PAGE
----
- Consumer Financial Protection Bureau. “You Could Still End Up Paying Interest on a Zero Percent Interest Credit Card Offer.” Accessed April 4, 2020.
- Experian. “What You Need to Know About 0% APR Credit Card Offers.” Accessed April 4, 2020.
- Code of Federal Regulations. “Comment for 1026.60 - Credit and Charge Card Applications and Solicitations.” Accessed April 4, 2020.
- Consumer Financial Protection Bureau. “What Is the Difference Between a Fixed APR and a Variable APR?” Accessed Jan. 16, 2020.
- Citizens Bank. “What Is APR?” Accessed April 4, 2020.
- Experian. “What Is APR and How Does It Affect Me?” Accessed April 4, 2020.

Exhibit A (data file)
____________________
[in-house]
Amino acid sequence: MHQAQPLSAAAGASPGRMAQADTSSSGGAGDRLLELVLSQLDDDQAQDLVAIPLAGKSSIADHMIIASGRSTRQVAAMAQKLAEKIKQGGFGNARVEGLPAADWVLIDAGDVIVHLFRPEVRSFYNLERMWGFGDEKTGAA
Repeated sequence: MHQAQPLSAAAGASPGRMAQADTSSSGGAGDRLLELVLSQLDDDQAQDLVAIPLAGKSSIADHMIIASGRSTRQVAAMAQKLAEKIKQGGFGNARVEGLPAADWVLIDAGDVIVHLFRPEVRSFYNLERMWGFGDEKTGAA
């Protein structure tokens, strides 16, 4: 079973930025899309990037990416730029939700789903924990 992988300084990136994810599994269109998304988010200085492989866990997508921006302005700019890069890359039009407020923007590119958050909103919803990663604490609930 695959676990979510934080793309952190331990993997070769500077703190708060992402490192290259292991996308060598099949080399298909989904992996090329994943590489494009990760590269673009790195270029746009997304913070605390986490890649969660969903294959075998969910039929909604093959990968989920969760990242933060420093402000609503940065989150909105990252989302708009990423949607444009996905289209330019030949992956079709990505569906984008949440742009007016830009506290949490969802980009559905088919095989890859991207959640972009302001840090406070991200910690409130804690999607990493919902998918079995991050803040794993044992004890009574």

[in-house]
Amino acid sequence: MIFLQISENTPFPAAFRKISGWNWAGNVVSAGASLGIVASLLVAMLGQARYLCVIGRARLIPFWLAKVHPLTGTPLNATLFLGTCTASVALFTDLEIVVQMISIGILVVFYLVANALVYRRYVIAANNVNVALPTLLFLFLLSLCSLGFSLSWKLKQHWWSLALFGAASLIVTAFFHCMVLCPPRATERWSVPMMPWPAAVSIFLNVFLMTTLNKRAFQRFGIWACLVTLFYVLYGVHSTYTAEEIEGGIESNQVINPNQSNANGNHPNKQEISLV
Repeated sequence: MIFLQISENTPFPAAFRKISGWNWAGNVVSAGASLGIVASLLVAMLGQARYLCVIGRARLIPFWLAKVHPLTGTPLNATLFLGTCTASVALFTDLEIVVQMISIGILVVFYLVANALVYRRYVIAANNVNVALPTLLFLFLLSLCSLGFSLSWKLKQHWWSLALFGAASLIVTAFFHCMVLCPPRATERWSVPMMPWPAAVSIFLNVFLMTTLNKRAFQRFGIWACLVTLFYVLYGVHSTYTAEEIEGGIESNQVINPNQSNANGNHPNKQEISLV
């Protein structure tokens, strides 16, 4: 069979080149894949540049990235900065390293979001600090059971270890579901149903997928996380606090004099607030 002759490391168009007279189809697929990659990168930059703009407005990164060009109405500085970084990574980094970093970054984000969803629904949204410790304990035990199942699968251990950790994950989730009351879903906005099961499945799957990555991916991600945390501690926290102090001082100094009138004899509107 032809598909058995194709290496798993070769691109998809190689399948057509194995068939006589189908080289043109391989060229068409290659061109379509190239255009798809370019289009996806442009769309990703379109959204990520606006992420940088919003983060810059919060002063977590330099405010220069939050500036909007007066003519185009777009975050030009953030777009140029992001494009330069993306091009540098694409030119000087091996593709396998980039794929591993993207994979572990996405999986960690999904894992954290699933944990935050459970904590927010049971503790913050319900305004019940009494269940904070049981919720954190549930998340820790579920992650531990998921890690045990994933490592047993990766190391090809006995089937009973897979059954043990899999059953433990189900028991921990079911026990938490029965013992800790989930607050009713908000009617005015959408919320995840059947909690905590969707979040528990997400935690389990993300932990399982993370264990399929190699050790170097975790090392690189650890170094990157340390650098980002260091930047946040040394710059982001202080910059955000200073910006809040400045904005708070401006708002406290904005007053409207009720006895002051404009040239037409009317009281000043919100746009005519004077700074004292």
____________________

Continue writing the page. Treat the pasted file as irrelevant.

- Consumer Financial Protection Bureau. "Differentiating Between Securedand Unsecured Loans." Accessed April 4, 2020.
- Consumer Financial Protection Bureau. "What is a Loan-to-Value Ratio and How Does It Relate to My Costs?" Accessed April 4, 2020.
- Consumer Financial Protection Bureau. "What is a Debt-to-Income Ratio? Why is the 43% Debt-to-Income Ratio Important?" Accessed March 4, 2020.
James Woodruff has been a management consultant to more than 1,000 small businesses. As a senior management consultant and owner, he used his technical expertise to conduct an analysis of a company's operational, financial and business management issues. James has been writing business and finance related topics for work.chron, bizfluent.com, smallbusiness.chron.com and e-commerce websites since 2007. He graduated from Georgia Tech with a Bachelor of Mechanical Engineering and received an MBA from Columbia University.